How does increased diversity improve health care?

It’s important to have more Black doctors because we’ve not been at the table in the same numbers. We’re not represented in health care or leadership in the same proportions as we’re represented in society, largely due to the complex, social impacts of systemic anti-Black racism.

We know that the Black population is about 4.7 per cent of Ontario’s population, according to the 2016 census by Statistics Canada. We also know that Black physicians are approximately 2.3 per cent of the physician population, from research from 2015.

We’re extremely under-represented.

A lack of representation in medicine means that, for many of the general physicians in practice, there is likely to be a gap in cultural dexterity when serving patients. This, combined with a general lack of training about Black population health means our profession is less well-equipped to serve the Black population and other under-represented communities.

What are some of the additional pressures facing racialized students and researchers?

When you’re a racialized student, it can be very stressful. It can be a feeling of being isolated, and that the spotlight is on you all the time to perform and represent a group. Many of us, including myself, have had those experiences. So that adds another level of stress and can impact wellness for Black medical students. And that is at the best of times.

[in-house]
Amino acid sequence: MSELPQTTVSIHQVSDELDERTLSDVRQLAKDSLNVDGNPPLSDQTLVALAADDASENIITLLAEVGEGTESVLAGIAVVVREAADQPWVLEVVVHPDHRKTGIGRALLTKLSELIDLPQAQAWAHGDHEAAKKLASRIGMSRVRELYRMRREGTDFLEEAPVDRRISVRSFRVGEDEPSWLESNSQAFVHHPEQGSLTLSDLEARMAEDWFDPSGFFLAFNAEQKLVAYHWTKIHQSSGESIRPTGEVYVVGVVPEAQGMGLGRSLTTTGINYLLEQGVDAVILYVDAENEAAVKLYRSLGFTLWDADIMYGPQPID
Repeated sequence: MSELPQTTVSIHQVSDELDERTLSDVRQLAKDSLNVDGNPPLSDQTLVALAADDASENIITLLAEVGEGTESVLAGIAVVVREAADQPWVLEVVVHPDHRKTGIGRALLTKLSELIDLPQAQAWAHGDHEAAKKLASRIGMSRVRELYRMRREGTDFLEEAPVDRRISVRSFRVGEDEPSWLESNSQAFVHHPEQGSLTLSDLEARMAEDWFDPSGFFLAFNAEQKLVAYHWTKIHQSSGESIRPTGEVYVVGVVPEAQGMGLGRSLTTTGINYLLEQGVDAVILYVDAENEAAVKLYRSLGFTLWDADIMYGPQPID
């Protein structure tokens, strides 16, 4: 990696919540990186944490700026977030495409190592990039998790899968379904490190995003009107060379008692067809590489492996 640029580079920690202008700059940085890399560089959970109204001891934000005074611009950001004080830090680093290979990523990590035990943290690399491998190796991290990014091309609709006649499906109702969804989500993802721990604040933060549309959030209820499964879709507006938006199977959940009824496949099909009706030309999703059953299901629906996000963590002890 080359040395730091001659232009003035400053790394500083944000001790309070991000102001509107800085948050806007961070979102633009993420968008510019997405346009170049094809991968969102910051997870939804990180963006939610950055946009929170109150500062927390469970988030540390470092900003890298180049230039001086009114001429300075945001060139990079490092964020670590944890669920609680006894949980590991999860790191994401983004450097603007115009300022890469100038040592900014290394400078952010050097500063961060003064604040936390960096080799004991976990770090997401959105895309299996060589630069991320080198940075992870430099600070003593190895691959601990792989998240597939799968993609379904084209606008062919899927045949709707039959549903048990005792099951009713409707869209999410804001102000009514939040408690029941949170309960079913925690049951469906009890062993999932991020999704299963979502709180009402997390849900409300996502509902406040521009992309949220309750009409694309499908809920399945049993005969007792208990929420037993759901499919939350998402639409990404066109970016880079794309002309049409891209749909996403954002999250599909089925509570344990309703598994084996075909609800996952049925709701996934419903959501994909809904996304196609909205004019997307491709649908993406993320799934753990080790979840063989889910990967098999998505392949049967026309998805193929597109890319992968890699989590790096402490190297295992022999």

Research shows racialized medical students experience implicit and explicit forms of mistreatment from both physicians and patients.

However, we also know that the greater the diversity of a class, then the better the odds of people feeling included, and also opportunities for developing a level of cultural dexterity, as well as understanding other peoples’ journeys and other communities’ experiences. One day, each student will be a physician, so, with better diversity, then they are able to provide better care, with an entirely different lens, and hopefully one of empathy.

What are specific measures that need to be taken?

We’re making some progress when it comes to the curriculum in teaching about Black population health. I do that as the Black health theme lead and work with a number of faculty to ensure students understand that Black health disparities are largely due to systemic anti-Black racism.

I also conduct research on Black population health, emphasizing the dearth of race-based data in Canadian health care.

I think faculty in medical schools across Canada also need training in anti-oppression, anti-racism and Indigenous cultural safety so we are all aligned in our actions and our thinking.

We all need to understand the great value in having a diverse student body, and an inclusive environment throughout the medical journey.

I want to see all of us feel like we can all show up as our authentic selves, feel safe doing so and reach our full potential. It is beneficial for everyone, and we will be able to better serve our patients.

The Bulletin Brief logo

Subscribe to The Bulletin Brief